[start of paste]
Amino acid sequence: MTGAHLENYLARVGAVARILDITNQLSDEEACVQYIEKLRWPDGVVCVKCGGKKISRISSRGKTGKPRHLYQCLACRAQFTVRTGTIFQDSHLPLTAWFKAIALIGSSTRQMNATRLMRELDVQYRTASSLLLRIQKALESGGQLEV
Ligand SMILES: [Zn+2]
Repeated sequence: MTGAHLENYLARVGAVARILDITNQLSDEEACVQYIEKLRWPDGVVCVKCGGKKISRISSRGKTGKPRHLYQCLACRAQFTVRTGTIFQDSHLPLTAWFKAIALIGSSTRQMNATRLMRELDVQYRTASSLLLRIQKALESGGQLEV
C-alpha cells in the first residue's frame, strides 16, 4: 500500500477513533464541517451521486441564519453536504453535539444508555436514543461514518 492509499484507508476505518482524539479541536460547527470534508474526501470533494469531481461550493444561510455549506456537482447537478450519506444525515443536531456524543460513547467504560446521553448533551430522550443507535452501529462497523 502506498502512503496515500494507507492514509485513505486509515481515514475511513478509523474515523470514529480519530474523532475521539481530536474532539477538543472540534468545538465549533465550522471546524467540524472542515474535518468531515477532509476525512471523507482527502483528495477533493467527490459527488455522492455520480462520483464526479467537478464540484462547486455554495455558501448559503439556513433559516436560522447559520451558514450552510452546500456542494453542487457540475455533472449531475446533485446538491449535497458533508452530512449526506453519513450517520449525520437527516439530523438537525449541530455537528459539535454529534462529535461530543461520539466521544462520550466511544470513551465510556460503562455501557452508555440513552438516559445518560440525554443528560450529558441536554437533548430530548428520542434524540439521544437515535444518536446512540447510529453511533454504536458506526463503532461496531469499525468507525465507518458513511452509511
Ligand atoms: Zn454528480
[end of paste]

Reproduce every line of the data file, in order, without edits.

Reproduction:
Amino acid sequence: MTGAHLENYLARVGAVARILDITNQLSDEEACVQYIEKLRWPDGVVCVKCGGKKISRISSRGKTGKPRHLYQCLACRAQFTVRTGTIFQDSHLPLTAWFKAIALIGSSTRQMNATRLMRELDVQYRTASSLLLRIQKALESGGQLEV
Ligand SMILES: [Zn+2]
Repeated sequence: MTGAHLENYLARVGAVARILDITNQLSDEEACVQYIEKLRWPDGVVCVKCGGKKISRISSRGKTGKPRHLYQCLACRAQFTVRTGTIFQDSHLPLTAWFKAIALIGSSTRQMNATRLMRELDVQYRTASSLLLRIQKALESGGQLEV
C-alpha cells in the first residue's frame, strides 16, 4: 500500500477513533464541517451521486441564519453536504453535539444508555436514543461514518 492509499484507508476505518482524539479541536460547527470534508474526501470533494469531481461550493444561510455549506456537482447537478450519506444525515443536531456524543460513547467504560446521553448533551430522550443507535452501529462497523 502506498502512503496515500494507507492514509485513505486509515481515514475511513478509523474515523470514529480519530474523532475521539481530536474532539477538543472540534468545538465549533465550522471546524467540524472542515474535518468531515477532509476525512471523507482527502483528495477533493467527490459527488455522492455520480462520483464526479467537478464540484462547486455554495455558501448559503439556513433559516436560522447559520451558514450552510452546500456542494453542487457540475455533472449531475446533485446538491449535497458533508452530512449526506453519513450517520449525520437527516439530523438537525449541530455537528459539535454529534462529535461530543461520539466521544462520550466511544470513551465510556460503562455501557452508555440513552438516559445518560440525554443528560450529558441536554437533548430530548428520542434524540439521544437515535444518536446512540447510529453511533454504536458506526463503532461496531469499525468507525465507518458513511452509511
Ligand atoms: Zn454528480